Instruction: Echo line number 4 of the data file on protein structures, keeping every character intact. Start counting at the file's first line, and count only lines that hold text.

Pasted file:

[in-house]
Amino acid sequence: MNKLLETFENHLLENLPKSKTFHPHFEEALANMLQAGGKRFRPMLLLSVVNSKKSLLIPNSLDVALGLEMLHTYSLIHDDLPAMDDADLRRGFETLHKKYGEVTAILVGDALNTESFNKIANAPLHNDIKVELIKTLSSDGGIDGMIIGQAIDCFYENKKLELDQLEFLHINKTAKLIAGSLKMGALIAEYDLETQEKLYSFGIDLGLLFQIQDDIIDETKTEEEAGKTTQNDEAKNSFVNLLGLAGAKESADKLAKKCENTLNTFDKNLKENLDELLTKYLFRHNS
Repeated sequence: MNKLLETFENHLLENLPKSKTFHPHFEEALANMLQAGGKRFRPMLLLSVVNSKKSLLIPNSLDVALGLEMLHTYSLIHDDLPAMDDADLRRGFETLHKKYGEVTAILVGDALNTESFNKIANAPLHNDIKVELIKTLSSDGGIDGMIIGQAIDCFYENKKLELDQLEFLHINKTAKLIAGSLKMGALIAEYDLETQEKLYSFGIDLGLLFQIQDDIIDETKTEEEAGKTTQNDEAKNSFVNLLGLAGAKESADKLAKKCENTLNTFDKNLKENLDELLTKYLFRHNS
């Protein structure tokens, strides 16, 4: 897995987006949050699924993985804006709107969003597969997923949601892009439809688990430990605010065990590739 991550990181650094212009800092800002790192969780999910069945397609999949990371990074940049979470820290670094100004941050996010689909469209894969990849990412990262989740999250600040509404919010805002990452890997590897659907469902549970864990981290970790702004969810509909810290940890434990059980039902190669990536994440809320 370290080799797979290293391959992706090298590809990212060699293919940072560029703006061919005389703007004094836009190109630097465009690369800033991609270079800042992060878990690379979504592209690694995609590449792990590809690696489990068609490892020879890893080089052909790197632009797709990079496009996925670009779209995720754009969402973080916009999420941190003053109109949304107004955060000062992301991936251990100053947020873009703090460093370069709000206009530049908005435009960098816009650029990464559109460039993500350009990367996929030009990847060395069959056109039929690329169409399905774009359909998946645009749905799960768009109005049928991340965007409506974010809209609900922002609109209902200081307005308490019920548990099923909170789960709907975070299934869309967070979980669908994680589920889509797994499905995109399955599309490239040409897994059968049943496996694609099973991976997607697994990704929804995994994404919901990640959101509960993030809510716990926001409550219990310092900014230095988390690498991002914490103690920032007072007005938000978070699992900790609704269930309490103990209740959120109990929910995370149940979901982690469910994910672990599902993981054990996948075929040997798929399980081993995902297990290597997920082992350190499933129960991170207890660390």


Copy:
């Protein structure tokens, strides 16, 4: 897995987006949050699924993985804006709107969003597969997923949601892009439809688990430990605010065990590739 991550990181650094212009800092800002790192969780999910069945397609999949990371990074940049979470820290670094100004941050996010689909469209894969990849990412990262989740999250600040509404919010805002990452890997590897659907469902549970864990981290970790702004969810509909810290940890434990059980039902190669990536994440809320 370290080799797979290293391959992706090298590809990212060699293919940072560029703006061919005389703007004094836009190109630097465009690369800033991609270079800042992060878990690379979504592209690694995609590449792990590809690696489990068609490892020879890893080089052909790197632009797709990079496009996925670009779209995720754009969402973080916009999420941190003053109109949304107004955060000062992301991936251990100053947020873009703090460093370069709000206009530049908005435009960098816009650029990464559109460039993500350009990367996929030009990847060395069959056109039929690329169409399905774009359909998946645009749905799960768009109005049928991340965007409506974010809209609900922002609109209902200081307005308490019920548990099923909170789960709907975070299934869309967070979980669908994680589920889509797994499905995109399955599309490239040409897994059968049943496996694609099973991976997607697994990704929804995994994404919901990640959101509960993030809510716990926001409550219990310092900014230095988390690498991002914490103690920032007072007005938000978070699992900790609704269930309490103990209740959120109990929910995370149940979901982690469910994910672990599902993981054990996948075929040997798929399980081993995902297990290597997920082992350190499933129960991170207890660390």